In negotiation, positions are the stated demands of the parties involved. They are what the parties say they want to achieve in the negotiation. Positions are often based on interests, but they are not always the same thing.
For example, a buyer might say that their position is to get the lowest possible price for a car. However, their underlying interest might be to get a reliable car that will last for many years.
It is important to understand the positions of the other party in negotiation. This is because positions can often be used as leverage. If you can understand the other party’s position, you can use that information to your advantage.
Here are some examples of positions in negotiation:
- A seller might say that their position is to sell their house for $500,000.
- A buyer might say that their position is to offer $400,000 for the house.
- A union might say that their position is to get a 10% raise for their members.
- A company might say that their position is to refuse to negotiate with the union.
- A government might say that their position is to impose tariffs on goods from another country.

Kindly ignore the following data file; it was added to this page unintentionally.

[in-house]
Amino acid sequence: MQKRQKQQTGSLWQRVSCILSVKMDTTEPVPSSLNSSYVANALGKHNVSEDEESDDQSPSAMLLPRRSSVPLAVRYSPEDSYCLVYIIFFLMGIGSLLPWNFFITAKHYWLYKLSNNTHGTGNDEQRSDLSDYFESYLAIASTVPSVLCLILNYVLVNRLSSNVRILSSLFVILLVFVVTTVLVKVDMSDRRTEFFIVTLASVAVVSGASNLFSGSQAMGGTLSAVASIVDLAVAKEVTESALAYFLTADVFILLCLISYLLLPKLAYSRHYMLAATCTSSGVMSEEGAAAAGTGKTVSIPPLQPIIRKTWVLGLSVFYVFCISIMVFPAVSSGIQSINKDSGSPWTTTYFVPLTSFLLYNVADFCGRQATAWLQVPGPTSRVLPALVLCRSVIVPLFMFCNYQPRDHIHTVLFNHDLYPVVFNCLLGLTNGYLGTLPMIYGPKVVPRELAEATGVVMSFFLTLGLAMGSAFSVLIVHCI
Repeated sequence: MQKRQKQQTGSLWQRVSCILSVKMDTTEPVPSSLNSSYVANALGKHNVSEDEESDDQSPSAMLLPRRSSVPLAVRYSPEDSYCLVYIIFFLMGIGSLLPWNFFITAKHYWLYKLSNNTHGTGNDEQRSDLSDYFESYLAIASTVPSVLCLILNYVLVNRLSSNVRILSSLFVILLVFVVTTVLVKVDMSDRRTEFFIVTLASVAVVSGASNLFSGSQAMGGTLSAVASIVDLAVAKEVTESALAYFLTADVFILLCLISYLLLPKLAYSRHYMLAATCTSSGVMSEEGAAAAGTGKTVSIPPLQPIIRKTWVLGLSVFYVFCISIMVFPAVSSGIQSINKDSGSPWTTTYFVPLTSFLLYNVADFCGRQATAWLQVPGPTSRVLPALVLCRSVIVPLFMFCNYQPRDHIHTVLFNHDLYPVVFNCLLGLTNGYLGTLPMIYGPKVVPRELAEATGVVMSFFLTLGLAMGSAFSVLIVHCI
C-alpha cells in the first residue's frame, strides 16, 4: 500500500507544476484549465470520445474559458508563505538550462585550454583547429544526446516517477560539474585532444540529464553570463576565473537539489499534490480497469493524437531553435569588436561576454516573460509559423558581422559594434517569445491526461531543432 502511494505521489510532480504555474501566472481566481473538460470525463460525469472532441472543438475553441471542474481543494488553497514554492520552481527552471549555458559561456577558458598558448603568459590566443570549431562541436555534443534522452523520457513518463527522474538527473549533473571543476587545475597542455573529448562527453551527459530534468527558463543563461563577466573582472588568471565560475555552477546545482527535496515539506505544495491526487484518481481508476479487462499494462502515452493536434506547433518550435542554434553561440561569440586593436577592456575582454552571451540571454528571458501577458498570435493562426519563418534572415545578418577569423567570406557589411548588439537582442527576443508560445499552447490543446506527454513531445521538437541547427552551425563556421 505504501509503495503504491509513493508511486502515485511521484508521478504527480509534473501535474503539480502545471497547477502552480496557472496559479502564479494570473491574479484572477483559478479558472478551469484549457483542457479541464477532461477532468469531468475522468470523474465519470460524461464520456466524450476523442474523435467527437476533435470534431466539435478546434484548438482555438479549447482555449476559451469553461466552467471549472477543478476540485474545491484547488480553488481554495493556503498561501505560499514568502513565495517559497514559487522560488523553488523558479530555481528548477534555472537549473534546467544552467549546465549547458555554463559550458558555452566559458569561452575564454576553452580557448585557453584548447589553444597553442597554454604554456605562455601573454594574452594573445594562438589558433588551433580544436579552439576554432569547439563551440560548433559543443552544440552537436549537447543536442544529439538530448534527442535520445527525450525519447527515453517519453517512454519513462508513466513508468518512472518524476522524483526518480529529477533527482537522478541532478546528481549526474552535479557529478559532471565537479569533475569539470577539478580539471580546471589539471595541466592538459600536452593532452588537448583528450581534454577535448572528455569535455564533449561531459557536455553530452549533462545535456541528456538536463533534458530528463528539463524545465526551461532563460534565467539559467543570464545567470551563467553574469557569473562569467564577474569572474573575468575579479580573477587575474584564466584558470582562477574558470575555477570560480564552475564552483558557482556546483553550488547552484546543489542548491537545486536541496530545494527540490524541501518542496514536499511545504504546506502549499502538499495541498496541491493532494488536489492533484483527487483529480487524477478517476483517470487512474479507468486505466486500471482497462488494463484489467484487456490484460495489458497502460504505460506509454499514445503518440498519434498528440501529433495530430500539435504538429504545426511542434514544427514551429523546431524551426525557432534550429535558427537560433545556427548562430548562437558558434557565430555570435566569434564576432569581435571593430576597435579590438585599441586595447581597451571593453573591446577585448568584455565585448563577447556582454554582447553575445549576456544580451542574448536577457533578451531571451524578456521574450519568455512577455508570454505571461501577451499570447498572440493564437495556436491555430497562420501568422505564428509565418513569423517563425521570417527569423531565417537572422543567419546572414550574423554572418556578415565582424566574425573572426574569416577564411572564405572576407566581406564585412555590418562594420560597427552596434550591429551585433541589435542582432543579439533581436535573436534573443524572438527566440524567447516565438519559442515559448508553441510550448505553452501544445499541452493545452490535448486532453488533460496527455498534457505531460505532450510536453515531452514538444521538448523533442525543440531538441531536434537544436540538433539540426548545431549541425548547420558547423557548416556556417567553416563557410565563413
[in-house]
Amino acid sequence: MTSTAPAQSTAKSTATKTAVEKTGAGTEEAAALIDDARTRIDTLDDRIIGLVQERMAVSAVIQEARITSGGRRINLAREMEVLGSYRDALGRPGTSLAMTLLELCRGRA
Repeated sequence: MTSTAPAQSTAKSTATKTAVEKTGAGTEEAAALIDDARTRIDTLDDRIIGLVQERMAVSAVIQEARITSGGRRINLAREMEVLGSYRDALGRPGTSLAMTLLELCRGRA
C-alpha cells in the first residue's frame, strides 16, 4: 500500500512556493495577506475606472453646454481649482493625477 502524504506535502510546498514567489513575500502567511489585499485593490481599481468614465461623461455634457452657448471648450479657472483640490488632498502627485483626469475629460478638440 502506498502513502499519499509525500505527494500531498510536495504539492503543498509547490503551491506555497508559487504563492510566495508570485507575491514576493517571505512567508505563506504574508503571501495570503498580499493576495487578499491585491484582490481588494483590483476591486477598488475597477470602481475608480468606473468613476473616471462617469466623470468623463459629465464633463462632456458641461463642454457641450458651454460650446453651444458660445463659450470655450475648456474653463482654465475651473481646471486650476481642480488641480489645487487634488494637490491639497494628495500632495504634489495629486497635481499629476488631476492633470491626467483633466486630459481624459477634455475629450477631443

In all of these cases, the parties are stating what they want to achieve in the negotiation. By understanding the positions of the other party, you can increase your chances of reaching an agreement.
Here are some tips for understanding positions in negotiation:
- Pay attention to what the other party says. Listen carefully to their words, but also pay attention to their body language and tone of voice.
- Ask questions. This will help you to get a better understanding of what the other party is really looking for.
- Be empathetic. Try to put yourself in the other party’s shoes and understand what they are feeling.
By following these tips, you can increase your chances of understanding the positions of the other party in negotiation.
It is important to note that positions are not always fixed. The parties may be willing to change their positions as the negotiation progresses. This is why it is important to be flexible and willing to compromise.